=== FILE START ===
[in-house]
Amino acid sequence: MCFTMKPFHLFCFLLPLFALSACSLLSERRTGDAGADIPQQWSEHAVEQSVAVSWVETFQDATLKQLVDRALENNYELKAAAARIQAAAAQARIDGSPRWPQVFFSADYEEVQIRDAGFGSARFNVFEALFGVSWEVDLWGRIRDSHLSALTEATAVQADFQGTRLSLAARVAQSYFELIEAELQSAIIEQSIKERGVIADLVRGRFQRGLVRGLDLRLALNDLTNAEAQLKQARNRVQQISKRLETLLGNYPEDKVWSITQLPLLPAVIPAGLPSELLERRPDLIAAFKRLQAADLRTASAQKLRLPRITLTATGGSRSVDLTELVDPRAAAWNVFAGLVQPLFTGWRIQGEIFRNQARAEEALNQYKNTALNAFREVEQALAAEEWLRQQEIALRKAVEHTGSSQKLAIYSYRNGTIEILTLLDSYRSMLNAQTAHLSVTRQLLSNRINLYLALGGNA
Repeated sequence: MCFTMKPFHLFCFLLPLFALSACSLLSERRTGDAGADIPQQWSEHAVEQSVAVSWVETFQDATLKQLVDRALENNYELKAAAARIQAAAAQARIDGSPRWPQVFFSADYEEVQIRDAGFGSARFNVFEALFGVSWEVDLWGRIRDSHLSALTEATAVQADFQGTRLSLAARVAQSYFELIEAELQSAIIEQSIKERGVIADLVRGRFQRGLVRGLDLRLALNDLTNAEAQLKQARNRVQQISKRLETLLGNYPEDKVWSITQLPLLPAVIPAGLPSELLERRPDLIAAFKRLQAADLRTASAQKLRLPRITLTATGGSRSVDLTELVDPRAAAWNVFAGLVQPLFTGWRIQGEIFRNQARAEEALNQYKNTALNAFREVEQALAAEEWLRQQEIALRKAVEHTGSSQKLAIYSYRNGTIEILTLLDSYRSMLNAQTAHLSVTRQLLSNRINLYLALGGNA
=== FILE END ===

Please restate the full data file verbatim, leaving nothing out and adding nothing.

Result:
[in-house]
Amino acid sequence: MCFTMKPFHLFCFLLPLFALSACSLLSERRTGDAGADIPQQWSEHAVEQSVAVSWVETFQDATLKQLVDRALENNYELKAAAARIQAAAAQARIDGSPRWPQVFFSADYEEVQIRDAGFGSARFNVFEALFGVSWEVDLWGRIRDSHLSALTEATAVQADFQGTRLSLAARVAQSYFELIEAELQSAIIEQSIKERGVIADLVRGRFQRGLVRGLDLRLALNDLTNAEAQLKQARNRVQQISKRLETLLGNYPEDKVWSITQLPLLPAVIPAGLPSELLERRPDLIAAFKRLQAADLRTASAQKLRLPRITLTATGGSRSVDLTELVDPRAAAWNVFAGLVQPLFTGWRIQGEIFRNQARAEEALNQYKNTALNAFREVEQALAAEEWLRQQEIALRKAVEHTGSSQKLAIYSYRNGTIEILTLLDSYRSMLNAQTAHLSVTRQLLSNRINLYLALGGNA
Repeated sequence: MCFTMKPFHLFCFLLPLFALSACSLLSERRTGDAGADIPQQWSEHAVEQSVAVSWVETFQDATLKQLVDRALENNYELKAAAARIQAAAAQARIDGSPRWPQVFFSADYEEVQIRDAGFGSARFNVFEALFGVSWEVDLWGRIRDSHLSALTEATAVQADFQGTRLSLAARVAQSYFELIEAELQSAIIEQSIKERGVIADLVRGRFQRGLVRGLDLRLALNDLTNAEAQLKQARNRVQQISKRLETLLGNYPEDKVWSITQLPLLPAVIPAGLPSELLERRPDLIAAFKRLQAADLRTASAQKLRLPRITLTATGGSRSVDLTELVDPRAAAWNVFAGLVQPLFTGWRIQGEIFRNQARAEEALNQYKNTALNAFREVEQALAAEEWLRQQEIALRKAVEHTGSSQKLAIYSYRNGTIEILTLLDSYRSMLNAQTAHLSVTRQLLSNRINLYLALGGNA